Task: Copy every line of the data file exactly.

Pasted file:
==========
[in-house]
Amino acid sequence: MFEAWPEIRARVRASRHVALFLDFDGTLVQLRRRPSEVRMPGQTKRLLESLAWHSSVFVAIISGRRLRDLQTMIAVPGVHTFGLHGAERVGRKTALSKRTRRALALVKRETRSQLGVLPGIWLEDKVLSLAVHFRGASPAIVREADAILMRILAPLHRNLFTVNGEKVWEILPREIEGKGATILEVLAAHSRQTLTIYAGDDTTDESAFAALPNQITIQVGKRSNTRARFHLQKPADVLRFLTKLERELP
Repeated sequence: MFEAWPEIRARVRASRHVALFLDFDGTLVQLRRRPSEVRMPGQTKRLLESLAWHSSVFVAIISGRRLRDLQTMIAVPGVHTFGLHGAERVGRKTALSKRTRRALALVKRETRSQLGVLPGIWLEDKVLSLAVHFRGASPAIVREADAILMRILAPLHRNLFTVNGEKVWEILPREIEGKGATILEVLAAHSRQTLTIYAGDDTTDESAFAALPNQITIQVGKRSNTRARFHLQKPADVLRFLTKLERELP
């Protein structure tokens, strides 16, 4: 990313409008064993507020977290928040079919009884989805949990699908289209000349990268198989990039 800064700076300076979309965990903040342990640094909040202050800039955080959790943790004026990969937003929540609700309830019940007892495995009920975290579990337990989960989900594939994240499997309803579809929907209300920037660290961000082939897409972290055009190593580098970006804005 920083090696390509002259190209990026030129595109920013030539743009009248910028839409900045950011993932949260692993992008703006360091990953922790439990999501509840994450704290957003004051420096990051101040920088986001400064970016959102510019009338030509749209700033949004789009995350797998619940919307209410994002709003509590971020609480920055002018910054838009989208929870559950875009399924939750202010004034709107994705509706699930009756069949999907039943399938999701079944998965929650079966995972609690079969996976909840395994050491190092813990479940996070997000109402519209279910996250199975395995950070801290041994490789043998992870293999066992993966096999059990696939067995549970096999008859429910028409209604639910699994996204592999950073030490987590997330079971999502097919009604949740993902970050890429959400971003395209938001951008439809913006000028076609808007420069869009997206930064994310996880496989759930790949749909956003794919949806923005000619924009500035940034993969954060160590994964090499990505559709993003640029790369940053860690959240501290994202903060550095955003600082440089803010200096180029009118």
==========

[in-house]
Amino acid sequence: MFEAWPEIRARVRASRHVALFLDFDGTLVQLRRRPSEVRMPGQTKRLLESLAWHSSVFVAIISGRRLRDLQTMIAVPGVHTFGLHGAERVGRKTALSKRTRRALALVKRETRSQLGVLPGIWLEDKVLSLAVHFRGASPAIVREADAILMRILAPLHRNLFTVNGEKVWEILPREIEGKGATILEVLAAHSRQTLTIYAGDDTTDESAFAALPNQITIQVGKRSNTRARFHLQKPADVLRFLTKLERELP
Repeated sequence: MFEAWPEIRARVRASRHVALFLDFDGTLVQLRRRPSEVRMPGQTKRLLESLAWHSSVFVAIISGRRLRDLQTMIAVPGVHTFGLHGAERVGRKTALSKRTRRALALVKRETRSQLGVLPGIWLEDKVLSLAVHFRGASPAIVREADAILMRILAPLHRNLFTVNGEKVWEILPREIEGKGATILEVLAAHSRQTLTIYAGDDTTDESAFAALPNQITIQVGKRSNTRARFHLQKPADVLRFLTKLERELP
């Protein structure tokens, strides 16, 4: 990313409008064993507020977290928040079919009884989805949990699908289209000349990268198989990039 800064700076300076979309965990903040342990640094909040202050800039955080959790943790004026990969937003929540609700309830019940007892495995009920975290579990337990989960989900594939994240499997309803579809929907209300920037660290961000082939897409972290055009190593580098970006804005 920083090696390509002259190209990026030129595109920013030539743009009248910028839409900045950011993932949260692993992008703006360091990953922790439990999501509840994450704290957003004051420096990051101040920088986001400064970016959102510019009338030509749209700033949004789009995350797998619940919307209410994002709003509590971020609480920055002018910054838009989208929870559950875009399924939750202010004034709107994705509706699930009756069949999907039943399938999701079944998965929650079966995972609690079969996976909840395994050491190092813990479940996070997000109402519209279910996250199975395995950070801290041994490789043998992870293999066992993966096999059990696939067995549970096999008859429910028409209604639910699994996204592999950073030490987590997330079971999502097919009604949740993902970050890429959400971003395209938001951008439809913006000028076609808007420069869009997206930064994310996880496989759930790949749909956003794919949806923005000619924009500035940034993969954060160590994964090499990505559709993003640029790369940053860690959240501290994202903060550095955003600082440089803010200096180029009118």